Applications to join the British armed forces have surged amid rising tensions around the world, Defence Secretary Grant Shapps has claimed.
Shapps revealed there had been an eight-year high in Royal Navy applications and a six-year high in those seeking to join the army.
The RAF is also experiencing a boost in interest from potential recruits.
Shapps was unable to put a number on the boost in applications.
The Army Careers office in Canterbury, Kent
He said: “I have some good news for him, which is we’ve seen, since we’ve been talking very actively about these issues, an eight-year high in applications to the Royal Navy, a six-year high in applications to the army and 42 per cent increase this January to last January in applications to join the Royal Air Force.”
However, it was also suggested that the recruitment drive might not be quite as successful as many hope.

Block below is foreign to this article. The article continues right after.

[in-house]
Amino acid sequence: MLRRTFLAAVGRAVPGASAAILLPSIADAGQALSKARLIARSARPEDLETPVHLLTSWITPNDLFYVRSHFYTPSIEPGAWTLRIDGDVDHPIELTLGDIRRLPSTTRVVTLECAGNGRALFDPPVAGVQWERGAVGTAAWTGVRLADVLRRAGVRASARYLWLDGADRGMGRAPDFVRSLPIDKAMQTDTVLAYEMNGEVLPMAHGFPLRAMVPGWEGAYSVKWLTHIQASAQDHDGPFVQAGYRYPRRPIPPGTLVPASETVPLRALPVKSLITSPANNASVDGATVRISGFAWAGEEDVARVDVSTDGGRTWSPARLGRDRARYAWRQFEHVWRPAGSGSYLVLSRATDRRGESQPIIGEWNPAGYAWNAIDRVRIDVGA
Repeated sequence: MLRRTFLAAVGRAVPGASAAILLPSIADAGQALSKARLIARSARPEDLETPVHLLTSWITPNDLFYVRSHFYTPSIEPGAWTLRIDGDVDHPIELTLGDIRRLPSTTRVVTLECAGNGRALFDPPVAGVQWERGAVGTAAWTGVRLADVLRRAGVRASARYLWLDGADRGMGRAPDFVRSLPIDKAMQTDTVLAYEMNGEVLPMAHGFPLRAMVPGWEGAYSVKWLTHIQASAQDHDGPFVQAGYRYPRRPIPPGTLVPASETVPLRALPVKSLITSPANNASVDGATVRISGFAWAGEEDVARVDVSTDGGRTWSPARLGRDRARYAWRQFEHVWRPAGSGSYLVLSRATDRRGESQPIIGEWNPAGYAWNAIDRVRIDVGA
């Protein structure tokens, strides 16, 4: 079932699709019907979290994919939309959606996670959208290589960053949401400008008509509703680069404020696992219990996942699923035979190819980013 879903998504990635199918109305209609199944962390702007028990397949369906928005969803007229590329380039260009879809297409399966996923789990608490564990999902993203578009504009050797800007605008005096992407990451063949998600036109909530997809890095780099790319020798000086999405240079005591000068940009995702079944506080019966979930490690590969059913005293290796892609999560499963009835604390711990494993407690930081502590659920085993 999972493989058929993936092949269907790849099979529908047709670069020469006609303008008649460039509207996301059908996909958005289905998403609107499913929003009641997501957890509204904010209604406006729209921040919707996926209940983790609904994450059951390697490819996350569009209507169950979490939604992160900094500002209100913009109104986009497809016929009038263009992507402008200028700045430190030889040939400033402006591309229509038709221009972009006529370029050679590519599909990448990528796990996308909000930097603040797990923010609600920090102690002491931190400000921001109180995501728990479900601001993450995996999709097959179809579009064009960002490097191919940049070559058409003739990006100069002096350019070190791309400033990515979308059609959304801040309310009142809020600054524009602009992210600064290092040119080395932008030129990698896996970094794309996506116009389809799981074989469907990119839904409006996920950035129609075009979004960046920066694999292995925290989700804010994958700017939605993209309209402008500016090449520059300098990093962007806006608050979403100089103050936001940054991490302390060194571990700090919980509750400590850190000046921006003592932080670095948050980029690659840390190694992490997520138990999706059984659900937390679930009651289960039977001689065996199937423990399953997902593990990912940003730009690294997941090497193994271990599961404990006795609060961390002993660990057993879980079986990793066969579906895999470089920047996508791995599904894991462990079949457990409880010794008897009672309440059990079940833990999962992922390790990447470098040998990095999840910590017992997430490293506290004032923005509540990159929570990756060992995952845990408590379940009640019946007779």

It has been claimed that service personnel have been leaving at a faster rate than those enlisting.
A report released by the Commons Defence Select Committee found that the Ministry of Defence recruits only five people for every eight who leave.
Grant Shapps lauded a boost in military recruitment
Concerns about recruitment were ramped up recently amid growing tensions in the Red Sea.
Sir Alec Shelbrooke, the Conservative MP for Elmet & Rothwell, said there was “concern about the stretch” on the Royal Navy.
He told the Commons: “It is a world-class leading navy but it is suffering from personnel issues to crew the ships and I think the responsibility of this does lie back at the Treasury in being able to provide the revenue streams that are needed to make sure that capital equipment can be used most effectively.”
Much has been made about military recruitment as there is growing speculation about the need for conscription.
Welsh Guards training at the Sennybridge training area
Government figures show that there were 184,860 service personnel in the UK forces in October, including volunteer reserves.
The number reflects a fall of 7,440 from the previous year.
Shapps said last month that the UK needed to be “prepared” for war and the country was “moving from a post-war to pre-war world”.
General Sir Patrick Sanders, chief of the general staff, went further by suggesting the British public should prepare to fight in a “citizen army”.